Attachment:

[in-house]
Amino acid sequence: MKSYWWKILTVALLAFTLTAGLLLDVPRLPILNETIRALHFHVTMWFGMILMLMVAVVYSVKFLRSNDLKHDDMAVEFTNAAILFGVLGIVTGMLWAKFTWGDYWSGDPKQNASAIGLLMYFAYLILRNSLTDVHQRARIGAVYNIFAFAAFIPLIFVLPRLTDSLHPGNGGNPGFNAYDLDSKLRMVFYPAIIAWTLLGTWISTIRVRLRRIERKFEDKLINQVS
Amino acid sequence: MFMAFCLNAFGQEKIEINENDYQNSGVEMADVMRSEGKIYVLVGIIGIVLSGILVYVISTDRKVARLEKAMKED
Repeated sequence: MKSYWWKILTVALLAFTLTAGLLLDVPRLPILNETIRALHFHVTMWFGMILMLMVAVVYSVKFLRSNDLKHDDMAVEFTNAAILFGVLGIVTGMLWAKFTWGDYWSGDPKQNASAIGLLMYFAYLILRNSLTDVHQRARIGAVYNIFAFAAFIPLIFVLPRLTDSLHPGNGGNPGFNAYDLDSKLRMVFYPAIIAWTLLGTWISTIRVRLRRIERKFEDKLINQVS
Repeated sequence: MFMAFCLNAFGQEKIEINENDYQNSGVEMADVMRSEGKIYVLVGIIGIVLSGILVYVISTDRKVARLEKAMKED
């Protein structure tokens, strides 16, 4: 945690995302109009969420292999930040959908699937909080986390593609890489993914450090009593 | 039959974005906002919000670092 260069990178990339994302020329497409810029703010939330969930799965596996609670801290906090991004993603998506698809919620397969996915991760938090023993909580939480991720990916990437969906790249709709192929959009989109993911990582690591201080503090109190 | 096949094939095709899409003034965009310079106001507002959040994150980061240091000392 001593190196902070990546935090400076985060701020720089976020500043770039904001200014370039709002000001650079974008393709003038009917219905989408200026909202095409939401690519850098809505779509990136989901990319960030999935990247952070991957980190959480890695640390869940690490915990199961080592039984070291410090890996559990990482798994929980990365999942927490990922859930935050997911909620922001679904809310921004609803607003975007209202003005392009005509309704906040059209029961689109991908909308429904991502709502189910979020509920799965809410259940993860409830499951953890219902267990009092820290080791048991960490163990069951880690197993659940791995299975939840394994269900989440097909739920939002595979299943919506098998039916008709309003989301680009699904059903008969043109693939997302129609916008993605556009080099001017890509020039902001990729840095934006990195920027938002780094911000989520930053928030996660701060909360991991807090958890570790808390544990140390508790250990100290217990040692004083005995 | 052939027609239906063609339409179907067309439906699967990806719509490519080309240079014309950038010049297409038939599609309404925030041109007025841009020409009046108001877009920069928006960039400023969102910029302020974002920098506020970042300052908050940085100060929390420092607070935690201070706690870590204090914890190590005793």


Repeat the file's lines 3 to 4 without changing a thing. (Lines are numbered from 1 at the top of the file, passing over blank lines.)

Amino acid sequence: MFMAFCLNAFGQEKIEINENDYQNSGVEMADVMRSEGKIYVLVGIIGIVLSGILVYVISTDRKVARLEKAMKED
Repeated sequence: MKSYWWKILTVALLAFTLTAGLLLDVPRLPILNETIRALHFHVTMWFGMILMLMVAVVYSVKFLRSNDLKHDDMAVEFTNAAILFGVLGIVTGMLWAKFTWGDYWSGDPKQNASAIGLLMYFAYLILRNSLTDVHQRARIGAVYNIFAFAAFIPLIFVLPRLTDSLHPGNGGNPGFNAYDLDSKLRMVFYPAIIAWTLLGTWISTIRVRLRRIERKFEDKLINQVS